If, like me, you have signed up for the Environment Agency pollution alerts and the Surfers Against Sewage alerts, you will have been dismayed by the number of alerts you have received over the summer. However, the alerts are confusing because they point out the additional risk caused by the potential for stormy weather. Many residents confuse this alert for actual discharges.
The Environment Agency has confirmed to me that Pollution Risk Forecast (PRF) warnings relate to a much wider scope than just sewage discharges from water company storm overflows (CSOs), so even when there are no discharges from CSOs taking place there are still occasions when there is a risk of lower coastal water quality.
The PRFs are based on a number of factors including rain, tide and wind. These factors affect the levels of bacteria that get washed into the sea from the surrounding catchments and how they disperse. This includes run off from urban surface water drainage, agricultural land and discharges of higher than normally contaminated waters via rivers and streams. When these factors combine to make short term pollution likely, the Environment Agency issue a pollution risk warning. Empirical past data, that is used to construct the model the Environment Agency base warnings upon, shows that lower coastal water quality is dependent on factors that are broader than whether CSOs are discharging or not.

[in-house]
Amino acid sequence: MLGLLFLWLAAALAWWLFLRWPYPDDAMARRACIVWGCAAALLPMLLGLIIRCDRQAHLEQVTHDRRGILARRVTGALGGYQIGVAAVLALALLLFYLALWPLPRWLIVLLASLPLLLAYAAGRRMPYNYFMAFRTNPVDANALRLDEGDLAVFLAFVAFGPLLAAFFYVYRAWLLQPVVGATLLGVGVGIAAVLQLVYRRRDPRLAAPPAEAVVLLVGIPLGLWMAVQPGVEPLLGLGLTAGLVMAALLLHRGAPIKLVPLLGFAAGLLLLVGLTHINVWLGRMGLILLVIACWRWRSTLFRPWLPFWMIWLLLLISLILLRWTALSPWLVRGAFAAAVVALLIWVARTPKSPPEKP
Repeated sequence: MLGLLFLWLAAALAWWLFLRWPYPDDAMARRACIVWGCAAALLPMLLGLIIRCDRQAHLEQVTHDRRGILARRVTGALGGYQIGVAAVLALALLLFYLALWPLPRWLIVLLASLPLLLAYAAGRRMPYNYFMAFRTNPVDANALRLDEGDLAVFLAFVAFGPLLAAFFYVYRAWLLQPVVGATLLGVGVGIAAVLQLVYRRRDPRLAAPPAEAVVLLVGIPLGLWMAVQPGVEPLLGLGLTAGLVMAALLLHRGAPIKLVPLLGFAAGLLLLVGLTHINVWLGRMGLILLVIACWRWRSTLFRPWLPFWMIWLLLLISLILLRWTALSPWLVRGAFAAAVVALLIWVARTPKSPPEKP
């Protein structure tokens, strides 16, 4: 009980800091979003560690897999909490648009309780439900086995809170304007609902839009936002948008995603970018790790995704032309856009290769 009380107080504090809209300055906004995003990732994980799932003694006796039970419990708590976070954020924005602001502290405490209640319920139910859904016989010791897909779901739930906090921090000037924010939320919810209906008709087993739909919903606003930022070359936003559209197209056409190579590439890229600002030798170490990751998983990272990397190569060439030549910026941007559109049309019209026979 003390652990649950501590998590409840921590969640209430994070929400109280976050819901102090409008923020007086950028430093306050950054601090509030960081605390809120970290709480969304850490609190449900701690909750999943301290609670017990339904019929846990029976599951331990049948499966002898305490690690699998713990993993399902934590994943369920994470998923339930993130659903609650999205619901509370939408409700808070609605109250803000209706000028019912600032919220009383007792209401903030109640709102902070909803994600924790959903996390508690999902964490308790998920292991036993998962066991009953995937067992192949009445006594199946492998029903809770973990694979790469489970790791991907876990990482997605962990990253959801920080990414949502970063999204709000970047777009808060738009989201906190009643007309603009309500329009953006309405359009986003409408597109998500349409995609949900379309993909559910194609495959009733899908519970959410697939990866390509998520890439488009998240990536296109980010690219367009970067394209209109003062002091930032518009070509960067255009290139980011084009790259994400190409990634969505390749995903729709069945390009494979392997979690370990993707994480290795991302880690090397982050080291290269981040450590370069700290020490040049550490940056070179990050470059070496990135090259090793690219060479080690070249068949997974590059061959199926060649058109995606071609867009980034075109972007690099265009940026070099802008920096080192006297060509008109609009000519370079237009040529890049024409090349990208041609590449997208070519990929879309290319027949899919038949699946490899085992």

The Environment Agency agree that there is still a level of misunderstanding with PRFs, Beachbouy and Surfers Against Sewage warnings. I want to see a more accurate system put in place. Residents and visitors should be able to receive more up-to-date, real-time information as to what is actually happening. I am encouraged that Southern Water have agreed to continue to engage with the Environment Agency to try and improve the current system. This is something I will be following up on with both organisations.